We won't use the Visine any more.
I just recommend the liquid artificial tears in between the medicated drops.And was it improved to normal or just improved?
It has not been normal. It seems a lot worse since the spring. That's why we thought allergies. But nothing has improved and he is in air conditioning most of the day.
If he has a mold sensitivities then air conditioning might make things a bit worse and will dry out his eyes a bit.
Could this be a food allergy? I know we shouldn't give him food, but my husband likes to slip him treats. I did notice when he was gone this spring and I didn't give Orion any food, he had NO matter in his eyes, but then it got hot and his discharge came back.
He seems to wake up with terrible discharge even after a short nap.
So I'd ask for a higher concentrated cyclosporine 1% versus the 0.2%.If that isn't enough then ask for Tacrolimus eye drops.Food allergies can be an irritant and can make the face (including the eyes) itchier so yes if he's allergic then that could make it worse.
BUt I also suspect that the hot weather made things worse too, being in a drier environment with the air conditioning.
Do you think he should go back on the antibiotic?
And I think it wouldn't be a bad idea to see an ophthamalogist. They can look closely at his eyes, see if he has any evidence of retinal disease, whether he really has distichiasis or not and give you the latest information on dry eye.He may indeed benefit from an antibiotic given the color of his eye discharge.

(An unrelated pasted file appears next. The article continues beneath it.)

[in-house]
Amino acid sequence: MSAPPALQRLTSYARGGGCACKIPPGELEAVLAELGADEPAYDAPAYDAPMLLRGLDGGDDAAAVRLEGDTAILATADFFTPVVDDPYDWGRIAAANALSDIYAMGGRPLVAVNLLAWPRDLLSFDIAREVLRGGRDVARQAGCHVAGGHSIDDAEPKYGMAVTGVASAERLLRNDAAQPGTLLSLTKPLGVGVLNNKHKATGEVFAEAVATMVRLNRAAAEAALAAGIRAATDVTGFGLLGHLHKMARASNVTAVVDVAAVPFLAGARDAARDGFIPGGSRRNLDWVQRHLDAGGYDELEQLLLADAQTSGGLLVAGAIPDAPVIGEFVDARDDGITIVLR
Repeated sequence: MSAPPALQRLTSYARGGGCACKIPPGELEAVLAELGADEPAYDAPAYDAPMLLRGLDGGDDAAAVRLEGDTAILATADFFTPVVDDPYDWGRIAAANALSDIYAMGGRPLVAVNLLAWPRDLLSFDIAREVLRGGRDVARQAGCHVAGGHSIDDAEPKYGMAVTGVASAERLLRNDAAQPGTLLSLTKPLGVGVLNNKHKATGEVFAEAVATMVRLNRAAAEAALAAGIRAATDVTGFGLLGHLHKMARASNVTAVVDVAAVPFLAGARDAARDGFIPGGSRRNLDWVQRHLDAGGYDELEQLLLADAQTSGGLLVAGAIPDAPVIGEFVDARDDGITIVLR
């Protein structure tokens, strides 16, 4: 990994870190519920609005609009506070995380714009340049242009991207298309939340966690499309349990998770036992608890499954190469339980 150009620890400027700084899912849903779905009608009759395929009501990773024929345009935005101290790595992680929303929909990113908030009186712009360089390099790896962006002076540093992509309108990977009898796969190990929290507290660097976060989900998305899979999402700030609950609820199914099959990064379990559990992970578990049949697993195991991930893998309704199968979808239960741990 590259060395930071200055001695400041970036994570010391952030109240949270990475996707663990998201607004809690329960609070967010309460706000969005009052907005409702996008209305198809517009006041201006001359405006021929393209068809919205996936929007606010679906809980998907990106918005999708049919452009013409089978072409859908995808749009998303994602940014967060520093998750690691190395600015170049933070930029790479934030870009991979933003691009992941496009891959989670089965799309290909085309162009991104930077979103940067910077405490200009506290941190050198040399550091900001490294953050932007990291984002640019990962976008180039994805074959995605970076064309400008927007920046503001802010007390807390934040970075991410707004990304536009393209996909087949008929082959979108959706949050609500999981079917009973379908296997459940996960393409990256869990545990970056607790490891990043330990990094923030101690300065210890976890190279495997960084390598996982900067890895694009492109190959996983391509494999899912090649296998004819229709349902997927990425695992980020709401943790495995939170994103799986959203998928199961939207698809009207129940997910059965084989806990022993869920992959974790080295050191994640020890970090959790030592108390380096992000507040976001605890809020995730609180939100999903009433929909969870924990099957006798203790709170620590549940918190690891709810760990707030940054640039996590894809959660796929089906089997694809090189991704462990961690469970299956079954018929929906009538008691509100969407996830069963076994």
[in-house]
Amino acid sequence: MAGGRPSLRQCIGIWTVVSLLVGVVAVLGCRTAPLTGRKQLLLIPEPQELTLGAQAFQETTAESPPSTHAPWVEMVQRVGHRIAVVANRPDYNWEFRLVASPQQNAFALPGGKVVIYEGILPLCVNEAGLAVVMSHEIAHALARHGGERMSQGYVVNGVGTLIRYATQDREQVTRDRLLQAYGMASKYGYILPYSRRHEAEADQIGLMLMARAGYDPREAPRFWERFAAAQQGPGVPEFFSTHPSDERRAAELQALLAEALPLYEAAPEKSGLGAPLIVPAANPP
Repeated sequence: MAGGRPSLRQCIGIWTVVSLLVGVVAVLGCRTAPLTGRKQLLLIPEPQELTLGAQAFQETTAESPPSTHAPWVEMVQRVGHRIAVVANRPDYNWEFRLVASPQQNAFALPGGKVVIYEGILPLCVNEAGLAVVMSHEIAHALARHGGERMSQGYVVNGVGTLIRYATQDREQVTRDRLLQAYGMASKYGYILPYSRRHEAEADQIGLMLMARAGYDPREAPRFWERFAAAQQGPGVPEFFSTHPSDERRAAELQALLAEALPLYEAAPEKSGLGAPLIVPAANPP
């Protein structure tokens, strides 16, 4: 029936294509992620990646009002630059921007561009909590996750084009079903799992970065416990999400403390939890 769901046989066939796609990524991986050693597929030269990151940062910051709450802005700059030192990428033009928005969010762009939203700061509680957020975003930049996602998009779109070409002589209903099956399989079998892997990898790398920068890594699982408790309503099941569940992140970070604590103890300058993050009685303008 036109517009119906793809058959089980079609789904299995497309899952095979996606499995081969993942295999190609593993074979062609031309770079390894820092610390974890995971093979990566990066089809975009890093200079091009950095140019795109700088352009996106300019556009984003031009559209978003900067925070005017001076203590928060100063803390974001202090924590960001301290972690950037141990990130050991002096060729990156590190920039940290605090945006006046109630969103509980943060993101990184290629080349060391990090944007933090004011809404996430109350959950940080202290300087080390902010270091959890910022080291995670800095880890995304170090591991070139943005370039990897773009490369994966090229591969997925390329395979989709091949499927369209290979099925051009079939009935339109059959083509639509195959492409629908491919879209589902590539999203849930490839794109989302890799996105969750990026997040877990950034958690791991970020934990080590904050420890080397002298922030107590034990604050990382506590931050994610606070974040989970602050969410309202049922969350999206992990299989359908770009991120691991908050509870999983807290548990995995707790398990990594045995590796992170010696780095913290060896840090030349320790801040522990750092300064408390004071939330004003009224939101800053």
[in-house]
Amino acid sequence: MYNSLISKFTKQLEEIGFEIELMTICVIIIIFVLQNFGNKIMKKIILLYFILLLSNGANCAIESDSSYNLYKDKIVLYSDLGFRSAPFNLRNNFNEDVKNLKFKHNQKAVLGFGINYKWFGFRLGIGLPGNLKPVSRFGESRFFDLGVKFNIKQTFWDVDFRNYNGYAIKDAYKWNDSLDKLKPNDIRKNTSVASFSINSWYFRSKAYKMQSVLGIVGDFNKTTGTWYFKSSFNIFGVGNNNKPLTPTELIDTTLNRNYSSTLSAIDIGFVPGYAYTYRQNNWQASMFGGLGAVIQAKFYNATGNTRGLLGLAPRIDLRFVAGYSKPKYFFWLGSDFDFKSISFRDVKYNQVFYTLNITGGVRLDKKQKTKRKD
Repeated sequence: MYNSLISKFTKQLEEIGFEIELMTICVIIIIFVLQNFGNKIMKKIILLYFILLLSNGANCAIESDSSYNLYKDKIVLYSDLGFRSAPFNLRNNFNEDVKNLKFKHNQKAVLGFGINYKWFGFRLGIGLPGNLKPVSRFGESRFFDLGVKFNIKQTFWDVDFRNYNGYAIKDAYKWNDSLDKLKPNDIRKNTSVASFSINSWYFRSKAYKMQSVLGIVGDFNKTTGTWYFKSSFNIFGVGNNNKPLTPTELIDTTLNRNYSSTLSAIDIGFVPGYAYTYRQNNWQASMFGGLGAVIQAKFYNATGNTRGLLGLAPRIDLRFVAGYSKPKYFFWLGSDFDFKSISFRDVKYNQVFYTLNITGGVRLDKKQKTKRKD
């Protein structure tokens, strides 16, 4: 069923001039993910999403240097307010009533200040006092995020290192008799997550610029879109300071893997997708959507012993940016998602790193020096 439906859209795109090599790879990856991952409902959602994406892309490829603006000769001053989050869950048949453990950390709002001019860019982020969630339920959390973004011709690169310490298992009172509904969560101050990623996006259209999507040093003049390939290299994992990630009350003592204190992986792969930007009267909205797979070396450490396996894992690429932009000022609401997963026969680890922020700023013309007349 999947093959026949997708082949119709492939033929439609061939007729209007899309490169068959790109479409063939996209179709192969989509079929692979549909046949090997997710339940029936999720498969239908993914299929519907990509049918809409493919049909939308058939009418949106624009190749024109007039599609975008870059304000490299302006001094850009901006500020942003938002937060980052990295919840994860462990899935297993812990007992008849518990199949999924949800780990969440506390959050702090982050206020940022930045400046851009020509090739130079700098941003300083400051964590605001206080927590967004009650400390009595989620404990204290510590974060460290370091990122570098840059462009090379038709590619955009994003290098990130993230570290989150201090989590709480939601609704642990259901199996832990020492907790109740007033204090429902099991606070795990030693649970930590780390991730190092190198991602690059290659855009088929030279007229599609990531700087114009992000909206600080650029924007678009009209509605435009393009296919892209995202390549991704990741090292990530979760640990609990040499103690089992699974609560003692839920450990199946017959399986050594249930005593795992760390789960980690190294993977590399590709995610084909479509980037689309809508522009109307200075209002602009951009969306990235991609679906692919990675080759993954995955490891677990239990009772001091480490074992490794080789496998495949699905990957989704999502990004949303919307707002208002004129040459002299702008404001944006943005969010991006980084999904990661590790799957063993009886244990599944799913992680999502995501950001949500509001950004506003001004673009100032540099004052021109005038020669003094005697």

Is it the discharge that's making his eyes so red, or an irritant?
It does make sense that his eyes worsen when he's sleeping as then he's not blinking and pushing acroos the tears he has to flush out his eye.The eyes are red because they are irritated, that is likely somewhat because they aren't properly lubricated and maybe because of the infection. The thick discharge is just normal mucous whose job it is to collect dust, the the liquid tears (which he's not making) would flush it out.
Has he had his eye pressure checked?Cockers are also prone to glaucoma which would make his eyes red too.
I don't think he ever had his eye pressure checked.
I'd ask about that then for sure.
Thank you for your help. I didn't know if we should go to a third vet for another opinion, but maybe we should go to an ophthamalogist.
I think I would given the length of time that he's had problems.
Then you will get answers for sure.
Thank you again for your help. Orion will LOVE going to another doctor. He is the biggest wimp in the world. Cries when he has blood drawn.
Luckily most of what ophthamalogists do isn't painful :)
Thank you again
And you are very welcome. Best of luck with your guy. Can I answer anything else?
Nope, I think you have been very helpful.
Enjoy your weekend then. And let me know how things go for your boy.
If you hear a lot of howling (where ever you are ) you will know he is at the doctor. =-}
Ahh the sound of an unhappy cocker! Nothing like it.
Thanks again. Bye
Very welcome. Take care.